In his best films (The Sixth Sense, Signs, Unbreakable), writer-director M. Night Shyamalan was able to wring suspense and dread out of simple things: a shape beneath a bedsheet, a door being rattled, a glass of water. In The Happening, his widely reviled apocalyptic thriller, the filmmaker built up considerable tension almost entirely through visuals (sunlight pouring through a tear in the vinyl top of a convertible, a shot of trees swaying in the wind).
Shyamalan is so good at priming the stage that when the end of the film doesn’t deliver a large-enough wallop, you come away disappointed. Audiences (and most critics) pounced on The Happening because the movie’s big reveal — what was making people in the northeast U.S. suddenly kill themselves? — couldn’t live up to expectations, and practically everyone shredded The Village for being a feature-length tease to a twist ending that didn’t merit the buildup.
But The Visit, Shyamalan’s return to horror after disastrous forays into fantasy and sci-fi (After Earth, The Last Airbender, Lady in the Water), can’t even get the setup right. This low-budget ($5 million) entry into the found-footage genre centers on a weeklong visit by a pair of teenage siblings to the home of the grandparents they’ve never met. Fifteen-year-old Becca (Olivia DeJonge), who wants to be a filmmaker, and her younger brother Tyler (Ed Oxenbould), who fancies himself a rap artist, are eager to meet their Nana (Deanna Dunagan) and Pop-Pop (Peter McRobbie) even though their mom (Kathryn Hahn), who is divorced, warns them that she hasn’t seen or spoken to her parents in 19 years, after she left home after an Incident She Can’t Discuss.
Most parents would be at least a tiny bit concerned about shipping off their kids to spend a week with people who are essentially strangers. But Mom is going on a much-needed cruise with her current boyfriend. So what if her parents live in such a remote area they don’t even have cellphone service? Thanks to the magic of Hollywood (aka a cavernous plot hole), the kids will still have Wi-Fi reception and be able to Skype with Mom while she’s off partying on the love boat. What could possibly go wrong?
At first, seemingly nothing. Upon arriving, the siblings are greeted by warm, doting grandparents who seem a bit flighty and have peculiar house rules (never leave your room after 9:30 p.m., do not go down into the basement) but are otherwise harmless. The central gimmick of The Visit — one of the elements that gradually makes the movie insufferable — is that Becca is filming the visit in the hopes of getting her grandparents to forgive their mom on-camera, then turning the footage into a documentary. She’s smart enough to pack two cameras (one for her brother), which frees Shyamalan from being stranded to a single character’s point of view, even though this requires the kids to a) always be filming, even when they’re crawling away from monsters, or b) always be sure to drop the camera in a convenient spot that will capture the action even when they’re not holding it.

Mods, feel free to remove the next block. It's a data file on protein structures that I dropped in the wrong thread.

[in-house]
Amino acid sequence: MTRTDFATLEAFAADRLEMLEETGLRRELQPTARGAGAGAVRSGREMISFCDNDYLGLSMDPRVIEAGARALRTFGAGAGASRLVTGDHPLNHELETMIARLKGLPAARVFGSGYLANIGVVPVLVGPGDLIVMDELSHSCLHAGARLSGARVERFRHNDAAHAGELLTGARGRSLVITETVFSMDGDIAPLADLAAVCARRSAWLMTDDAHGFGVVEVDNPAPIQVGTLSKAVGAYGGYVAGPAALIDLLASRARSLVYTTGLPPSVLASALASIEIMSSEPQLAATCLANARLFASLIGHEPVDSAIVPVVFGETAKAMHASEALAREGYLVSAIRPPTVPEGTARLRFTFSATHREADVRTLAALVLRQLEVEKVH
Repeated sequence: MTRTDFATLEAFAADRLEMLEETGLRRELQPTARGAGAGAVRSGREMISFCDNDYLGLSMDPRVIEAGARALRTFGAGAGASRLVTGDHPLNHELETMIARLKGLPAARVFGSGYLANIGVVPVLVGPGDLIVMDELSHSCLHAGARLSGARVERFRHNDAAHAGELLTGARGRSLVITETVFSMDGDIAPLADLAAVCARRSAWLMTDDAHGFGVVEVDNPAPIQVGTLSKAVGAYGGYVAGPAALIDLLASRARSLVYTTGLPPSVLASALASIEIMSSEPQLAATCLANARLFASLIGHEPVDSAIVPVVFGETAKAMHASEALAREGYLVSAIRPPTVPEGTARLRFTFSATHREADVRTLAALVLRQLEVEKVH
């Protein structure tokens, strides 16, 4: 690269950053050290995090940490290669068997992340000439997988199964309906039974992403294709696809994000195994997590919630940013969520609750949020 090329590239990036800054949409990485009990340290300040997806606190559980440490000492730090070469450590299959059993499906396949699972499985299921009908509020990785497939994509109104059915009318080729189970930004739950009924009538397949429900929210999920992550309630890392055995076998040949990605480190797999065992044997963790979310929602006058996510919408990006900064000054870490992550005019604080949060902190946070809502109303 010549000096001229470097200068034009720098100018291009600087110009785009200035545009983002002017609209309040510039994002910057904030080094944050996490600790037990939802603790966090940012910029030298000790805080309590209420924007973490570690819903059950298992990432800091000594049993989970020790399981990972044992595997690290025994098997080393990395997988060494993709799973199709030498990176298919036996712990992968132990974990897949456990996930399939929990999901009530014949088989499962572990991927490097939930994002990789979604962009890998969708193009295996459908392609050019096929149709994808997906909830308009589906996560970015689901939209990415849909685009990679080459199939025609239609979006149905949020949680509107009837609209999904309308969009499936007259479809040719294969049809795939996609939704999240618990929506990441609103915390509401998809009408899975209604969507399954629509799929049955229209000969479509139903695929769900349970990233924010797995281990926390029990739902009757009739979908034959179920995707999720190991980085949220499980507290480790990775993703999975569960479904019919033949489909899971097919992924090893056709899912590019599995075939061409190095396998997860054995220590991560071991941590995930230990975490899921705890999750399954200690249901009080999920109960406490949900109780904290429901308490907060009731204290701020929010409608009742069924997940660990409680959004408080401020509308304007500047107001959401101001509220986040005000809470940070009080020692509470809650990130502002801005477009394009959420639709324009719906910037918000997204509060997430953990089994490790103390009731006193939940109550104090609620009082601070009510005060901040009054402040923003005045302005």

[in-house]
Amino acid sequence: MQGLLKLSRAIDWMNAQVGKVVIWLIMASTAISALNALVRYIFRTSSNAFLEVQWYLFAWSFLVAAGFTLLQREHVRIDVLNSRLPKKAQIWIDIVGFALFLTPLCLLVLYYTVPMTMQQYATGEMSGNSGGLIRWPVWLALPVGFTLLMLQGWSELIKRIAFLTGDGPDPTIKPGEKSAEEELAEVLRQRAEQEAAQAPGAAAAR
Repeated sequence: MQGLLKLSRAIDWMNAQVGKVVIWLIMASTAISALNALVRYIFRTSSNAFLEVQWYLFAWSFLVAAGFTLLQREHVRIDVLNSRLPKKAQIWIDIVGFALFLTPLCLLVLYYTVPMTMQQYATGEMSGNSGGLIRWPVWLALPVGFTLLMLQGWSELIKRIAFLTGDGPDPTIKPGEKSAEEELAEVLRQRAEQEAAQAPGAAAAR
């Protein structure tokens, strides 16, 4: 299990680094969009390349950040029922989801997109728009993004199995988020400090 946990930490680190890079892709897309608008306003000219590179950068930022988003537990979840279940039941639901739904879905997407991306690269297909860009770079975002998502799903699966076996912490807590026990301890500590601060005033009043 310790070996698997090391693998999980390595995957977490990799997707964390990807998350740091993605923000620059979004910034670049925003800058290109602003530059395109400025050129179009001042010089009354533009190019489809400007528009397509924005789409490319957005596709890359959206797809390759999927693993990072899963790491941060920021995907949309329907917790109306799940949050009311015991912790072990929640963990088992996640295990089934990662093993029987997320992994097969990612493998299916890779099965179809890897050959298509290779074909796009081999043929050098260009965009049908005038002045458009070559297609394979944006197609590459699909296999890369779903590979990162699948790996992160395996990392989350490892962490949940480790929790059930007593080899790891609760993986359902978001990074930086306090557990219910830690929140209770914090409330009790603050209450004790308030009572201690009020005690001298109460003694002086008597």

Paranormal Activity’s Jason Blum is one of the producers of The Visit, which might explain why Shyamalan proceeded with the found-footage gimmick, even though the picture would have been radically better if it had been filmed in a conventional manner. The first-person technique adds nothing but distraction and irritation, and the cinematography by Maryse Alberti, who also shot The Wrestler, is way too polished and sumptuous to pass for homemade. Even worse, The Visit is only half a horror movie: The other half is intentionally humorous, some of it lowbrow, most of it so broad and grating that it makes you grind your teeth (the young Tyler’s precocious raps and antics are so profoundly annoying, I started wishing the kid would get bumped off early, Psycho-style, even though he’s just a 13 year-old boy). Here is another genre Shyamalan should stay away from: comedy.
But what ultimately sinks The Visit is that Shyamalan, who had previously come up with new and ingenious ways to frighten us, resorts to familiar jump-scare tactics in which things suddenly pop into the frame, accompanied by loud sound effects. There’s no real sense of danger, no menace: Something is clearly wrong with Nana and Pop-Pop, but even as their actions grow darker and more worrisome, the kids continue to play along. By the time Becca is squeezing into an oven — all the way inside — so she can clean it for Nana, you start thinking she deserves to stay locked in there until she grows a few IQ points. I mean, who does that?
The Visit has its moments, like all of these studio horror pictures do, but the climactic 15 minutes are particularly disappointing, because Shyamalan doesn’t even have a clever switcheroo to pull on us this time. Here is a movie in which old people are scary because they’re senile and icky and incontinent and do baffling things. And they’re, you know, so old and wrinkly. The horror!
Cast: Olivia DeJonge, Ed Oxenbould, Deanna Dunagan, Peter McRobbie, Kathryn Hahn.
Writer-director: M. Night Shyamalan.
A Universal Pictures release. Running time: 95 minutes. Vulgar language, brief nudity, disturbing thematic material including terror and violence. Playing at area theaters.